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New initiative urges investors to examine modern slavery in cotton and yarn supply chains

As You Sow’s Responsible Sourcing Network launches YESS project

A new initiative launched by the Responsible Sourcing Network (RSN), an As You Sow project that tackles human rights and forced labour issues, is working to eradicate modern-day slavery at cotton and yarn producing companies in what its director calls “a core social issue that investors should be watching”.

Dubbed Yarn Ethically and Sustainably Sourced, or YESS, the project will scrutinize yarn spinners and cotton producers to verify their fair labor practices and identify any who are using slave labour. Though the initial scope for the program is limited to India and China, YESS says that materials made in this way can be found in clothing and home goods sold by major brands all over the world: many have already lent their support, including Adidas, Jade Marketing and Woolworths Holdings.

Though other similar campaigns have targeted the fabric industry, says Patricia Jurewicz, Director of RSN and creator the project, YESS is the first that targets spinning mills directly, which are uniquely positioned to prevent slave-produced cotton from entering the supply chain.

Jurewicz adds that until now, there have not been any methods for investors to analyse their holdings for companies that do not try to combat this issue, which can have grave and risky implications for portfolios. The reputational and legal risks, she continues, should be a “very real and major concern”, particularly in light of recent legislation in California or the UK and, increasingly, lawsuits against companies with slavery embedded into the commodities they source.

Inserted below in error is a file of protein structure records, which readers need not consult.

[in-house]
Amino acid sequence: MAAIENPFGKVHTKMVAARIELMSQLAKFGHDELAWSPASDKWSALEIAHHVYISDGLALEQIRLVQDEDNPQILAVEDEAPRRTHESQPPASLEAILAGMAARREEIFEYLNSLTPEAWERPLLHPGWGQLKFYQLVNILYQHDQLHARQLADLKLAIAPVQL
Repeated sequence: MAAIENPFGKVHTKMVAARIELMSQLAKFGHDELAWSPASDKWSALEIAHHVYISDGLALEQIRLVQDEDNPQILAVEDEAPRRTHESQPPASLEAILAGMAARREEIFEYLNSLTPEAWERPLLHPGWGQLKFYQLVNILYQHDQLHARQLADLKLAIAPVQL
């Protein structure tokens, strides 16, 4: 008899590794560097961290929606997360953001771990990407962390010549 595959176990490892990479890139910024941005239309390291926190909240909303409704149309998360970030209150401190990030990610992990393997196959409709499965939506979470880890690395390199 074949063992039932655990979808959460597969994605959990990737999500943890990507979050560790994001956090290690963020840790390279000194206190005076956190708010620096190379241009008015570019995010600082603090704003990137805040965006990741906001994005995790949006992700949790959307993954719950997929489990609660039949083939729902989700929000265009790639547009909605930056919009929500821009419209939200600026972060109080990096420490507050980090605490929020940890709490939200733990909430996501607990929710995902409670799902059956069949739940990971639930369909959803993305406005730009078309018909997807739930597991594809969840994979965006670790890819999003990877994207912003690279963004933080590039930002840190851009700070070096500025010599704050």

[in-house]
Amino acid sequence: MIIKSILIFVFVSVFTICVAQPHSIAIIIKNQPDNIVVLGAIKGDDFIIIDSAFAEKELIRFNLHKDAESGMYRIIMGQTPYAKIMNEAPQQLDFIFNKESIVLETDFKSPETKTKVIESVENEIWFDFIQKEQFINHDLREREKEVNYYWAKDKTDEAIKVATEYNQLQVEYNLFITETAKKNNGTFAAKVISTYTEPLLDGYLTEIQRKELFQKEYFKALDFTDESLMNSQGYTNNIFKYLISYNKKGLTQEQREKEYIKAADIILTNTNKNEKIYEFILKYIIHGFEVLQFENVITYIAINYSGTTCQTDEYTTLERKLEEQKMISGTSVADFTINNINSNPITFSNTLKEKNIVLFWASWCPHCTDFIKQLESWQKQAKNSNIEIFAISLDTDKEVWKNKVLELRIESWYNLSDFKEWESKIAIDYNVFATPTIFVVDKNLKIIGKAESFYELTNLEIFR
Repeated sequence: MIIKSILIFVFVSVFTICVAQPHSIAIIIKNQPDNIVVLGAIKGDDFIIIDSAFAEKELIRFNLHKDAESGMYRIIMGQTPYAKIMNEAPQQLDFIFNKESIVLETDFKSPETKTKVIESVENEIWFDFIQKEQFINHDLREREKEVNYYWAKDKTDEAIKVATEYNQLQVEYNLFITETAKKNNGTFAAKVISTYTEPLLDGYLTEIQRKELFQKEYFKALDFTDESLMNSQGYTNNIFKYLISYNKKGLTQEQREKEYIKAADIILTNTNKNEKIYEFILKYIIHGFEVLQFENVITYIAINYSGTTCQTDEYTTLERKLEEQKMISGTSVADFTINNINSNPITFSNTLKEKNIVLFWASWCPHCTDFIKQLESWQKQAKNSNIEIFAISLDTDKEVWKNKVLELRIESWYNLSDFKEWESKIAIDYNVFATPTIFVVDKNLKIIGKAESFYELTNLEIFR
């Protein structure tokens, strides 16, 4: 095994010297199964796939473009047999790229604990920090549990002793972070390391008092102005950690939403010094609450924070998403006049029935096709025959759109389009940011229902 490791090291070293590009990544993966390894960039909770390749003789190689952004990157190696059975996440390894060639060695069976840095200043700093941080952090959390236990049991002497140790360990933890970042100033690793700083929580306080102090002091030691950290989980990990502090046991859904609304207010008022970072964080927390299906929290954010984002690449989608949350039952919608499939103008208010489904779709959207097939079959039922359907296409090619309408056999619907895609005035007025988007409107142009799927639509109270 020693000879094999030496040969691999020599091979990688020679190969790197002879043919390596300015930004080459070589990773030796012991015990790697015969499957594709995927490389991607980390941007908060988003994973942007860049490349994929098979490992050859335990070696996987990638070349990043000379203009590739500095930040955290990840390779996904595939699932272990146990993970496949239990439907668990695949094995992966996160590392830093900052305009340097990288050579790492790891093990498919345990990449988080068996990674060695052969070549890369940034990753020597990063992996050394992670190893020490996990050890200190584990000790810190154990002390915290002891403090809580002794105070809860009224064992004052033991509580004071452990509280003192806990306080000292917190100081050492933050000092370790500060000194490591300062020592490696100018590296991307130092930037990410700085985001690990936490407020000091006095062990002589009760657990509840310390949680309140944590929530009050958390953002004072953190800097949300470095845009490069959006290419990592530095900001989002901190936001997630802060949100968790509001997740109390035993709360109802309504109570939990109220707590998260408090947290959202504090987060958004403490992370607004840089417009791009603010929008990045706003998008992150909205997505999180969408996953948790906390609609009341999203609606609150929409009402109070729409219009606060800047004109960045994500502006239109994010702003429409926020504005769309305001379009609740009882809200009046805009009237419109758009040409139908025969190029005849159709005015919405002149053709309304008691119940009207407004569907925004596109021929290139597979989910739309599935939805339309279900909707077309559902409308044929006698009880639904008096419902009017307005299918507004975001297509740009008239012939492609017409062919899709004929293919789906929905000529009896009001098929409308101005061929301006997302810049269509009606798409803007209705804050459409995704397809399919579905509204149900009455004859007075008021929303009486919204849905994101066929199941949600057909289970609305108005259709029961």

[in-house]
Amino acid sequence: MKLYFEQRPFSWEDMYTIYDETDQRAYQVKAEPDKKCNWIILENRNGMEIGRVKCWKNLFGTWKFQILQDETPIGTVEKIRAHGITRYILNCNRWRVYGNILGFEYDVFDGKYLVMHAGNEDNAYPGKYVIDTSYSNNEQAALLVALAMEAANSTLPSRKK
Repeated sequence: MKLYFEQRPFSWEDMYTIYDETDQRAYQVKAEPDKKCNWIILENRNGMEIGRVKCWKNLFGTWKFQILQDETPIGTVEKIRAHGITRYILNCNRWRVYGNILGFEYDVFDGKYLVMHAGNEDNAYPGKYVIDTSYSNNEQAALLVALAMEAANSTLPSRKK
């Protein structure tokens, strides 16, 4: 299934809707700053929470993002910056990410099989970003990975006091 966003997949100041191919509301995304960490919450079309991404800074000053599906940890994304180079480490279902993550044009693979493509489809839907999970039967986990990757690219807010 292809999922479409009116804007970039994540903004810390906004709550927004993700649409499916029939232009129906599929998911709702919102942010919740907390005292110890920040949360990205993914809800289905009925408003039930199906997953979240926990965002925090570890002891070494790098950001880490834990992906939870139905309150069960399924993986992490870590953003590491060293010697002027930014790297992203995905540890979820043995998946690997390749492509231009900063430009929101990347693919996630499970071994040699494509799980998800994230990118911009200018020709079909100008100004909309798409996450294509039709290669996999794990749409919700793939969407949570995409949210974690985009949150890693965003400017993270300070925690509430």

According to YESS, 90% of all cotton produced is conventional, with no ethical or environmental standards enforced, and forced labour is a known issue in China and India, the world’s largest producers of the textile.“It’s that uncertainty and lack of transparency that exposes companies to risk,” Jurewicz explains. “It is very likely that companies sourcing materials produced with forced labor are in all large institutions’ stock holdings.”

In order to combat this lack of transparency, YESS is encouraging mills to establish a training, assessment and verification process for the raw materials they bring in, before they are then spun together and passed along the production chain. Another area of focus is identifying where young women are forced into such labour in southern India, while YESS is also planning to coordinate its efforts with industry-wide sustainable and ethical sourcing programs.

Investors are well placed to lend their support for the campaign, particularly with a raft of new tools they can use to examine their shareholdings for these problematic industries. Know the Chain is rolling out an apparel and footwear benchmark before the end of 2016, while the Corporate Human Rights Benchmark is also planning to apply its own methodology to the apparel and retail industries next year with a view to publishing a series of comparisons.

Jurewicz sees the issue as one that will grow in importance and draw attention from students, activities and foundations alike to demand more action by companies, particularly as consumers and investors learn more about how widespread modern slavery abuses are.

Going forward, NGOs need to be clearer in what they are asking of companies so that investors can easily measure corporate performance, she adds.

“Clear steps and measurements together with a robust financial argument will elevate modern slavery to the core social issue investors should be watching,” Jurewicz concludes.